Tag Archives: Vulnerability

Prayer practise

The other day I rediscovered a prayer practice I used to use and found took me on some real adventures with God. I learnt it (or something like it) on a retreat about 10 years back, and have had some amazing encounters through it. If you want to try it, it goes something like this:

  • Ground yourself; be mindful. Do this in whatever way you find helpful. For me, I like to try to consciously become aware of my senses, rather than paying attention to my thoughts. You might find focusing on your breathing, or a candle, or relaxing your body, or repeating a simple word or prayer helps. Then;
  • Let God look at you. Just become aware of God’s gaze on you, and God’s presence.
  • Imagine God asking you ‘What do you want me to do for you?’, as Jesus often asks the people who come to Him in the Gospels.
  • Respond however feels right, and just let your imagination go wherever it wants to with it.

I’ve often been surprised what my response turns out to be, there in the moment with Jesus asking me what I want of Him. It’s often not what I thought.

When I did this the other day, my response was ‘I want to see You work through me. I want to be an empty space through which You can reach into the world.’

At that point, the image of ‘handmaids’ popped into my head; and I sensed the response immediately: ‘You are so, so much more than that to me. This is a partnership. I could break through and intervene through you if I wanted to, but that’s not how it works. You’re not a slave to be exploited. You want a push-button quick solution. I want the better way, not the easy way. It means putting in the hard work of relationship. You need to press into me, know me, follow me.’

Wow! I hope I’m brave enough.

I wrote about this in my diary, and mistakenly wrote it down as a ‘prayer practise’; but actually I do need to practise this prayer, to have more God encounters to challenge me, to help me know God more closely, and so that there can be more God and less self manifesting in my life.

Resurrecting me

Like so many of Jon Foreman’s songs, Resurrect Me has played a huge part in my story.
I stayed up till 3:30am last night watching (amongst other things in the beautiful, honest, hope-filled evening that was TWLOHA’s Heavy and Light concert) Jon singing this song. In a whole evening dedicated to being real, opening up about when life hurts, and affirming that hope is real, it struck me again that this song was what first inspired me to seek help for my own pain about a year ago.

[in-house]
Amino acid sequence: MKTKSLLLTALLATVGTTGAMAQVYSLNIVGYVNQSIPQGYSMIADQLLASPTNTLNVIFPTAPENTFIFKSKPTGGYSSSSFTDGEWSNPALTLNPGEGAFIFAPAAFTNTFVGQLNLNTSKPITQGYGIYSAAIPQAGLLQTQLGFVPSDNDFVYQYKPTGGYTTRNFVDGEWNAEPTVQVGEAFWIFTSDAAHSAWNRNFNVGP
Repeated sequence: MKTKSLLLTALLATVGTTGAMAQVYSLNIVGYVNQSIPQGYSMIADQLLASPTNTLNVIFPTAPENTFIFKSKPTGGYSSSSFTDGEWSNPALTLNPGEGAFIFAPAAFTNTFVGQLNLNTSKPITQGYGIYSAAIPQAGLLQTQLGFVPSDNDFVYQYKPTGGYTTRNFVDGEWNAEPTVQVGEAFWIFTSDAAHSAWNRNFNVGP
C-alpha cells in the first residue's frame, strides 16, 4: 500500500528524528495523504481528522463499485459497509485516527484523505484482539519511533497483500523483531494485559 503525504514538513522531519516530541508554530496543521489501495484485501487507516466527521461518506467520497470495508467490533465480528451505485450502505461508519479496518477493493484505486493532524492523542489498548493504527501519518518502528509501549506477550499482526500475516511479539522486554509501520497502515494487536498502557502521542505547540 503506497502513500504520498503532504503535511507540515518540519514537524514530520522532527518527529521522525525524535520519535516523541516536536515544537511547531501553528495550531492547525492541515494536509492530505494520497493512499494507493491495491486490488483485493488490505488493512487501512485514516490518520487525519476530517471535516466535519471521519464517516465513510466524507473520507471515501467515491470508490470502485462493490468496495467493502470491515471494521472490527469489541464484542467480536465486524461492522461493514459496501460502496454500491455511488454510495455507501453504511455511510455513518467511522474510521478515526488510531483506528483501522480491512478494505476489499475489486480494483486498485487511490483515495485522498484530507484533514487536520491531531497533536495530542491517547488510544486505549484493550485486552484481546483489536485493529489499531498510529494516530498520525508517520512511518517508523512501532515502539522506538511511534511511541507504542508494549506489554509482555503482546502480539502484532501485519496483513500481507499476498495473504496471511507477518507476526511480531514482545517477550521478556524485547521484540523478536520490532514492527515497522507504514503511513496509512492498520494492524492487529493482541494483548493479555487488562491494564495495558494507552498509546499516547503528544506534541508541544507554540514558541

I’d been back and forth between ‘ok’ and ‘not ok’ for some time, and keeping an eye on myself, aware I needed to take my mental health seriously but not sure at what point to reach out.
And then one day last spring I found myself listening to this song. I’ve listened to it hundreds of times, but that day one line jumped out at me: ‘I tried to drown the pain with a friend of mine, it didn’t seem to help, ah she’s got a pretty face with her wedding lace but I’m still waking up with myself
Suddenly it was obvious; if I’m not ok now, without a job, what makes me think I will be ok when I get one? Isn’t the problem right here, in me? A line in a book I was reading that same week confirmed it: Wherever we go, ‘We take ourselves with us’. I had to find a way to be ok with that!
Here is the truth. I was ‘ok’, but I was carrying pain that previous jobs had not fixed. Neither had my marriage, my relocation or my home. Maybe it was ok for that ‘ok’ to not be enough, and to seek help.
I can testify that it was absolutely worth it! There is help and support out there, none of us are alone in our pain, and as TWLOHA will tell you, hope is real, help is real and recovery is possible. I’m now on that road; I hope that I am learning to ‘take myself with me’ now, to be able to keep my eyes on the honest reality of the state of my soul and listen to both my ‘light’ and my ‘heavy’.
I don’t know where you are at. But if you find yourself waiting for something to complete you, I’d love to encourage you to find help to discover that you can be whole already, without that thing yet in place. If you’re not ok with yourself now, you will not be ok when that job, relationship, family, move, marriage, money, or home arrives. That pain is there, in you. And that’s ok. And you can be helped to find yourself whole, now.
Resurrection is real.

You can watch the whole of Heavy and Light here, I recommend the whole thing, a really affirming and honest event.

An ambush

Wolf,

I sense you lurking in the shadows

Behind my path

Watching

Waiting for another chance to attack

To beat me around the head and knock me down again.

As long as I keep walking on

You stalk me

You have control.

But what if…

What if I could lead you into a trap?

Lure you towards some waiting ambush?

Let a cage drop and catch you behind bars?

And then turn and face you

Who is in control now?

Shall we talk?

10 Jon Foreman songs that shape my world

Last year I picked out a selection of Switchfoot songs that together map out how significant this band has been to me over the years in a whole range of ways.

But I tend to call myself a Jon Foreman fan, since my fandom extends beyond what he does with this one, amazing band, and into his solo work, his second band, his writing, art, and life example. He and his music fire my own creativity, give me the fight I need inside to keep pushing for a better world, have been one of the main influences on my faith journey (along with an eclectic mix of others!), and are developing me as a person.